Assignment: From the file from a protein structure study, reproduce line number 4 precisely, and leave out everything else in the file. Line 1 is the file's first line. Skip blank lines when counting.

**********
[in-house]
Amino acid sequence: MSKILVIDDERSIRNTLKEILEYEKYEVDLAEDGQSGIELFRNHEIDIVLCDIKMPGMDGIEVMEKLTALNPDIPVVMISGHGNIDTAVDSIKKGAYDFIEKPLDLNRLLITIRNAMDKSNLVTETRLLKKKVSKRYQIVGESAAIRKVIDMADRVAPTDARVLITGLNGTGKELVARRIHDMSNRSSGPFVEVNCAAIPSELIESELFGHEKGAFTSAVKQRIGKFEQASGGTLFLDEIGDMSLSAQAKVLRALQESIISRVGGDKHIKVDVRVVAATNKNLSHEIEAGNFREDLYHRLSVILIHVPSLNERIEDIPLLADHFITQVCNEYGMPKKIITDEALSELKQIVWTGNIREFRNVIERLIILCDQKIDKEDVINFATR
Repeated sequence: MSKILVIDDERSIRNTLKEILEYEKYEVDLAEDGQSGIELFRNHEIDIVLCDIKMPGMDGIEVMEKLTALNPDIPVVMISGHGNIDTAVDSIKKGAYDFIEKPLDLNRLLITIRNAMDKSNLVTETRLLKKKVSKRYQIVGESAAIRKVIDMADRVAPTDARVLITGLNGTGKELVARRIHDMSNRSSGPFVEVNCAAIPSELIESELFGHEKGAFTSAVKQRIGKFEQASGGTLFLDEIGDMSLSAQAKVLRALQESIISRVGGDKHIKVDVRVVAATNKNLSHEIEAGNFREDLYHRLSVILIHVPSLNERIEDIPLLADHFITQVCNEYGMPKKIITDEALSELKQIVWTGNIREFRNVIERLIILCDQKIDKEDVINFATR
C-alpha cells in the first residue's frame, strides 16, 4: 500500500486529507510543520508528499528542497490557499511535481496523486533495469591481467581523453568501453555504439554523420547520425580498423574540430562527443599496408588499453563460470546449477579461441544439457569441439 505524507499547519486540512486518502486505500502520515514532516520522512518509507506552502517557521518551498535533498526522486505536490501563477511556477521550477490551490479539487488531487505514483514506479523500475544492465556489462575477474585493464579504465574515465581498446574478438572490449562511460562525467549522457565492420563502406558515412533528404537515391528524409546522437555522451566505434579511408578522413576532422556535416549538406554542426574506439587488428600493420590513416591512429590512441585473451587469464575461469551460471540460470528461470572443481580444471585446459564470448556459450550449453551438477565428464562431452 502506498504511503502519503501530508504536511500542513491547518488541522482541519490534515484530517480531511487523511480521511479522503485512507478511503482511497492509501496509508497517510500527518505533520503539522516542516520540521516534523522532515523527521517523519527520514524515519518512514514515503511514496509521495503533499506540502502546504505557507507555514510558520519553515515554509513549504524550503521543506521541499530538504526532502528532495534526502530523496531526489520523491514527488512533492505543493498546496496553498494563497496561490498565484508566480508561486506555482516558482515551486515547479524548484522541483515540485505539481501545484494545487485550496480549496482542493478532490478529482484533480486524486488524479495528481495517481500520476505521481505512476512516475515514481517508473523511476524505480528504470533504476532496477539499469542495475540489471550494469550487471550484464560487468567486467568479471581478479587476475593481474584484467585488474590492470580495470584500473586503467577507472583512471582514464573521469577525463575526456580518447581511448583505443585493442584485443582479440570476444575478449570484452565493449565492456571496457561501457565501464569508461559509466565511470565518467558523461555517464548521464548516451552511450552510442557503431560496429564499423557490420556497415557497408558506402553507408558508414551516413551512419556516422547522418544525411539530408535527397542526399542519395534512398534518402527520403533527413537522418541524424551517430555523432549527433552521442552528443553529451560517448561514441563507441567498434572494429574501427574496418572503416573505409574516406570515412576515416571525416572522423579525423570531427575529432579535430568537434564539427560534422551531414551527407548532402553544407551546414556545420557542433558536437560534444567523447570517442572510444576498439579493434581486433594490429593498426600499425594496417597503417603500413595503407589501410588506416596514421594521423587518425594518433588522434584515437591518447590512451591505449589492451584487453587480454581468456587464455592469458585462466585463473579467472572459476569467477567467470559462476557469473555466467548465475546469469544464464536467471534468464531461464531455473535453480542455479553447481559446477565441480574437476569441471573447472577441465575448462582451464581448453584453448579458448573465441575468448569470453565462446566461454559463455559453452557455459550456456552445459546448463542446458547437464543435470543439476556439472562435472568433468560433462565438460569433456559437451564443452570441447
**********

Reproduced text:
C-alpha cells in the first residue's frame, strides 16, 4: 500500500486529507510543520508528499528542497490557499511535481496523486533495469591481467581523453568501453555504439554523420547520425580498423574540430562527443599496408588499453563460470546449477579461441544439457569441439 505524507499547519486540512486518502486505500502520515514532516520522512518509507506552502517557521518551498535533498526522486505536490501563477511556477521550477490551490479539487488531487505514483514506479523500475544492465556489462575477474585493464579504465574515465581498446574478438572490449562511460562525467549522457565492420563502406558515412533528404537515391528524409546522437555522451566505434579511408578522413576532422556535416549538406554542426574506439587488428600493420590513416591512429590512441585473451587469464575461469551460471540460470528461470572443481580444471585446459564470448556459450550449453551438477565428464562431452 502506498504511503502519503501530508504536511500542513491547518488541522482541519490534515484530517480531511487523511480521511479522503485512507478511503482511497492509501496509508497517510500527518505533520503539522516542516520540521516534523522532515523527521517523519527520514524515519518512514514515503511514496509521495503533499506540502502546504505557507507555514510558520519553515515554509513549504524550503521543506521541499530538504526532502528532495534526502530523496531526489520523491514527488512533492505543493498546496496553498494563497496561490498565484508566480508561486506555482516558482515551486515547479524548484522541483515540485505539481501545484494545487485550496480549496482542493478532490478529482484533480486524486488524479495528481495517481500520476505521481505512476512516475515514481517508473523511476524505480528504470533504476532496477539499469542495475540489471550494469550487471550484464560487468567486467568479471581478479587476475593481474584484467585488474590492470580495470584500473586503467577507472583512471582514464573521469577525463575526456580518447581511448583505443585493442584485443582479440570476444575478449570484452565493449565492456571496457561501457565501464569508461559509466565511470565518467558523461555517464548521464548516451552511450552510442557503431560496429564499423557490420556497415557497408558506402553507408558508414551516413551512419556516422547522418544525411539530408535527397542526399542519395534512398534518402527520403533527413537522418541524424551517430555523432549527433552521442552528443553529451560517448561514441563507441567498434572494429574501427574496418572503416573505409574516406570515412576515416571525416572522423579525423570531427575529432579535430568537434564539427560534422551531414551527407548532402553544407551546414556545420557542433558536437560534444567523447570517442572510444576498439579493434581486433594490429593498426600499425594496417597503417603500413595503407589501410588506416596514421594521423587518425594518433588522434584515437591518447590512451591505449589492451584487453587480454581468456587464455592469458585462466585463473579467472572459476569467477567467470559462476557469473555466467548465475546469469544464464536467471534468464531461464531455473535453480542455479553447481559446477565441480574437476569441471573447472577441465575448462582451464581448453584453448579458448573465441575468448569470453565462446566461454559463455559453452557455459550456456552445459546448463542446458547437464543435470543439476556439472562435472568433468560433462565438460569433456559437451564443452570441447